Sports

Mets prepared to put Dominic Smith in left field with no DH

PORT ST. LUCIE – As much as the Mets want Dominic Smith to prepare for left-field duty this season, ensuring he’s physically ready for the grind of a season comes first.

For now that means giving Smith at-bats as the DH or first baseman in the Grapefruit League until a determination is reached he’s ready for additional work.

“It’s a marathon and the team is doing a great job of making sure that I am ready,” said Smith, who started as the DH on Thursday when the Mets faced the Astros in an exhibition game in West Palm Beach.

The expectation is that by next week Smith will begin playing left field. Unless the universal DH is implemented before Opening Day, the Mets are counting on Smith to take most of his at-bats this season as the left fielder, with Pete Alonso at first base. If the DH returns, the Mets would have the option of shifting Alonso to that spot with Smith at first base.

Smith has played the outfield on a limited basis in each of the last three seasons and appeared overmatched at times. Over the winter team president Sandy Alderson indicated that Smith wasn’t viewed as an outfielder, but that assessment changed after MLB and the MLBPA failed to reach agreement on implementing the universal DH.

Mets Dominic Smith spring training
Dominic Smith during a Mets spring training game on March 4, 2021.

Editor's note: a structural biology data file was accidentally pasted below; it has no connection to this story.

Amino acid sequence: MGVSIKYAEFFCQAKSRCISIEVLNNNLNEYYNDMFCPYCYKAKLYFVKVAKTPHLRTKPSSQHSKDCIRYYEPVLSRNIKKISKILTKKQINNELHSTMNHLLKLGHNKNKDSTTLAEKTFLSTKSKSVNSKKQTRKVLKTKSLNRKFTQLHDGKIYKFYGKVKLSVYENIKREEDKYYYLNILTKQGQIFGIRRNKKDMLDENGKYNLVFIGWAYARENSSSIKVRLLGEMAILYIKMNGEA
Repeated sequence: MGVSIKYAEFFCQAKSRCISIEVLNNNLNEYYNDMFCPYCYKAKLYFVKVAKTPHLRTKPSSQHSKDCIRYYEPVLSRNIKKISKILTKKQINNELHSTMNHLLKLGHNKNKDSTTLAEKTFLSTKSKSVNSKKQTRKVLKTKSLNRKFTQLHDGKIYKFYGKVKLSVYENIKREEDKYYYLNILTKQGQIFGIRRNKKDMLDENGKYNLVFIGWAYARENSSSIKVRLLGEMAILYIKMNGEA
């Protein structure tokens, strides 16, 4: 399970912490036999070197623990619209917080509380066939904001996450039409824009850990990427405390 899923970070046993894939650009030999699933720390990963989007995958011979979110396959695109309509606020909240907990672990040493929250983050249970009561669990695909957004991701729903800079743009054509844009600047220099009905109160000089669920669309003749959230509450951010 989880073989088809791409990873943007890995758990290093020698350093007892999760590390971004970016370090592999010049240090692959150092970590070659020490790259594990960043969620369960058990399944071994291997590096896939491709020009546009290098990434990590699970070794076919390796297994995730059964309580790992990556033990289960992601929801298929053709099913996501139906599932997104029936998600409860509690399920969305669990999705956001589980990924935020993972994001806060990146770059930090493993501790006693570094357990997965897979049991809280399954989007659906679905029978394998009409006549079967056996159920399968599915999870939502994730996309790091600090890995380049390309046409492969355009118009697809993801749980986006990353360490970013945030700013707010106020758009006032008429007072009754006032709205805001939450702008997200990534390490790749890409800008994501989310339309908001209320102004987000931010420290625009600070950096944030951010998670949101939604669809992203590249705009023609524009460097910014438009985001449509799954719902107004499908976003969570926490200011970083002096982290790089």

Corey Sipkin

The Mets know this much: they want Smith’s bat in the lineup as much as possible after his breakout 2020 season in which he slashed .316/.377/.616 with 10 homers and 42 RBIs in 50 games.

Smith sustained a stress fracture in his left foot that cost him almost half of the 2019 season and he wants to ensure there’s no recurrence.

“Some of those things can kind of be avoidable if we monitor my load and make sure that I am not overworking, because I like to work,” Smith said. “I work hard and if it’s up to me I will be out on the field all day long, so they kind of have to monitor myself and kind of hold me back so I am not overworking and fatiguing and hurting myself in the long run.”

Smith was late in beginning workouts for the team for an undisclosed reason, and early in camp wore a vest that monitored his breathing and heart rate to ensure he wasn’t pushing too hard. He says he is completely healthy.

“I came into camp a couple of days late so I have some catch up to do,” he said. “I have to make sure my legs are under me and make sure I don’t run into any speed bumps along the way. I will be out there a ton and I’ll have fun when I do get out there.

“I’m running around fine, I am doing everything, I’m in all the drills. I’m running, you can see me on the back fields and I do everything perfectly fine. This is just precaution to make sure I don’t run myself into the ground, because if it were up to me I would be playing every day from the day I got here and playing all nine innings.”

Prepping Smith for left field will fall on new outfield coach Tony Tarasco, who has taken an upbeat approach with the players to instill them with enthusiasm about drills that can fall on the mundane side.

“He makes you work out there when you do drills and they are really thoughtful and get you thinking and get you really just better prepared,” Smith said. “The way he has us play out certain situations in our head before we go out there is huge. Some of the drills that he has us work on and do, I think it’s going to be very beneficial for my development out there and I am excited to get in a game and see what I can do.”


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